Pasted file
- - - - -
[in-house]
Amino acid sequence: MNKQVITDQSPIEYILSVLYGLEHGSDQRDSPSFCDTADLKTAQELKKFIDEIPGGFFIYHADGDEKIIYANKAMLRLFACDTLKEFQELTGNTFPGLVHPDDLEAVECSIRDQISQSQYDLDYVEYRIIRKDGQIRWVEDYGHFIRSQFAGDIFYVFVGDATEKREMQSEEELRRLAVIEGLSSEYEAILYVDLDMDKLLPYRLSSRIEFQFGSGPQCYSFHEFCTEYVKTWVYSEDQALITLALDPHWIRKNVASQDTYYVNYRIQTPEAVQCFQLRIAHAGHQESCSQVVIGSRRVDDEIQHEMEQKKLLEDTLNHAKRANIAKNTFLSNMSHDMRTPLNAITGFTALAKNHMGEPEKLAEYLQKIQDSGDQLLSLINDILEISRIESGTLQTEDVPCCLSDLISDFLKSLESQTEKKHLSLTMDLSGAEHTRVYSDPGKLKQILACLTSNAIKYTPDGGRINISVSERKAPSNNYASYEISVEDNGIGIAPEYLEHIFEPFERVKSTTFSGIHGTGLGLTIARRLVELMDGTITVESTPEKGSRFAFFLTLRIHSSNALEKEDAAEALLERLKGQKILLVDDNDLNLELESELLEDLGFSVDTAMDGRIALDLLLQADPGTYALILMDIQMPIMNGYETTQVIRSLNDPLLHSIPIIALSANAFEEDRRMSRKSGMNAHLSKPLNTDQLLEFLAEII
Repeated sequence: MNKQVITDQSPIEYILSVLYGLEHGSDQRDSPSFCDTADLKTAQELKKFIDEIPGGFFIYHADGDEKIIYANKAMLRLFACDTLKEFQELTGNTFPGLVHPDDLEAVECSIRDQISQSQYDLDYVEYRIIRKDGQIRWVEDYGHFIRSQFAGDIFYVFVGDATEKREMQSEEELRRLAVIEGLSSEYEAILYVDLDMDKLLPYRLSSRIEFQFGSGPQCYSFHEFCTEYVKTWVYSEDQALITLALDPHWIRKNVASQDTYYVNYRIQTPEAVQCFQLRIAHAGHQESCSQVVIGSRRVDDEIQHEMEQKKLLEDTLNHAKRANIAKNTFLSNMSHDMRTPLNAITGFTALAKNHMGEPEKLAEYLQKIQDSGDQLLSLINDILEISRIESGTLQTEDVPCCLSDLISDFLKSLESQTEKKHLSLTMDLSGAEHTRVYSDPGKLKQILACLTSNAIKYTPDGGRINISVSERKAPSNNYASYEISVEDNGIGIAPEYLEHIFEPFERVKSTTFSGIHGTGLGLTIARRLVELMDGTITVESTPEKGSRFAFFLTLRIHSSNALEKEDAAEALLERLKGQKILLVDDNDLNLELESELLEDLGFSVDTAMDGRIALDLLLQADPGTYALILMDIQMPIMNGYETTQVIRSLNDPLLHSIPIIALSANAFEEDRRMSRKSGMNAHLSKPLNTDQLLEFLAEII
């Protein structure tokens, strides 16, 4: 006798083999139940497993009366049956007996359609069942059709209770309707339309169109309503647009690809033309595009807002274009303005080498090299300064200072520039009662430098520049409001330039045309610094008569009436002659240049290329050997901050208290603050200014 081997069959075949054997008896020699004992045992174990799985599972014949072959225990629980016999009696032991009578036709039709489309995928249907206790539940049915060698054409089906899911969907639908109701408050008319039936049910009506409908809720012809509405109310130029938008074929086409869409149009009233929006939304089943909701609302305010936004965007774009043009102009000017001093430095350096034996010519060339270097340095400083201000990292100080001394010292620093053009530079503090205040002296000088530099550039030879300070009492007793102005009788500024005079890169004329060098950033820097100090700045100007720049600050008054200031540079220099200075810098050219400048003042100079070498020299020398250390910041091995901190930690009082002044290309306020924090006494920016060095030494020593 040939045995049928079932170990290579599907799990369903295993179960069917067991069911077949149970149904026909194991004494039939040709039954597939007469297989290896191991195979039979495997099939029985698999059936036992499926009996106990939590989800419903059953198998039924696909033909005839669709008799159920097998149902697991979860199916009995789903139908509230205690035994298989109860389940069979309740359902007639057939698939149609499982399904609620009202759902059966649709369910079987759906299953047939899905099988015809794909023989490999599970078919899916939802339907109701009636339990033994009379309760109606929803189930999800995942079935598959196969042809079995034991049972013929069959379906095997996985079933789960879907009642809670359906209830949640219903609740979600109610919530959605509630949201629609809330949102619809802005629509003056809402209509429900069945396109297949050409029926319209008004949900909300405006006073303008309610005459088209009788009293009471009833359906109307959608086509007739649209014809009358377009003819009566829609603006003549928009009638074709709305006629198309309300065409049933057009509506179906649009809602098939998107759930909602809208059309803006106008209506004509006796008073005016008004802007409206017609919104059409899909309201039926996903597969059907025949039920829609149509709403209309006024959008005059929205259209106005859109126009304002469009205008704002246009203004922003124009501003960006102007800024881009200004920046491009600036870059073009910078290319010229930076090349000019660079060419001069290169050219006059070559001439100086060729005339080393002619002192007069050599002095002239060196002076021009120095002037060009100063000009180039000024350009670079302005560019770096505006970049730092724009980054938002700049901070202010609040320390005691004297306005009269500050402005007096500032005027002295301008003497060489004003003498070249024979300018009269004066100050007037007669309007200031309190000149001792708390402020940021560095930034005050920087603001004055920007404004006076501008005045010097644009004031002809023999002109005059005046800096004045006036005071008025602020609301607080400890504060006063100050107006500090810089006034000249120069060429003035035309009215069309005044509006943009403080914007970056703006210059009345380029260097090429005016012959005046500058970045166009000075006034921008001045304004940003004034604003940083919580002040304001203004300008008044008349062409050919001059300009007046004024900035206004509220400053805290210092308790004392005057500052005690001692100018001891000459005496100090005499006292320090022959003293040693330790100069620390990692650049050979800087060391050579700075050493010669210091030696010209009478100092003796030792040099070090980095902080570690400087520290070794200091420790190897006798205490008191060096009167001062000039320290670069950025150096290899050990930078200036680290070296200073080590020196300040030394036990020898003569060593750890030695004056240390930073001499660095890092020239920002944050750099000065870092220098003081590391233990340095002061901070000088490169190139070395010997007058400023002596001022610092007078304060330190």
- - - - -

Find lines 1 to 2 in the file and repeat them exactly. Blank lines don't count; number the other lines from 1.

[in-house]
Amino acid sequence: MNKQVITDQSPIEYILSVLYGLEHGSDQRDSPSFCDTADLKTAQELKKFIDEIPGGFFIYHADGDEKIIYANKAMLRLFACDTLKEFQELTGNTFPGLVHPDDLEAVECSIRDQISQSQYDLDYVEYRIIRKDGQIRWVEDYGHFIRSQFAGDIFYVFVGDATEKREMQSEEELRRLAVIEGLSSEYEAILYVDLDMDKLLPYRLSSRIEFQFGSGPQCYSFHEFCTEYVKTWVYSEDQALITLALDPHWIRKNVASQDTYYVNYRIQTPEAVQCFQLRIAHAGHQESCSQVVIGSRRVDDEIQHEMEQKKLLEDTLNHAKRANIAKNTFLSNMSHDMRTPLNAITGFTALAKNHMGEPEKLAEYLQKIQDSGDQLLSLINDILEISRIESGTLQTEDVPCCLSDLISDFLKSLESQTEKKHLSLTMDLSGAEHTRVYSDPGKLKQILACLTSNAIKYTPDGGRINISVSERKAPSNNYASYEISVEDNGIGIAPEYLEHIFEPFERVKSTTFSGIHGTGLGLTIARRLVELMDGTITVESTPEKGSRFAFFLTLRIHSSNALEKEDAAEALLERLKGQKILLVDDNDLNLELESELLEDLGFSVDTAMDGRIALDLLLQADPGTYALILMDIQMPIMNGYETTQVIRSLNDPLLHSIPIIALSANAFEEDRRMSRKSGMNAHLSKPLNTDQLLEFLAEII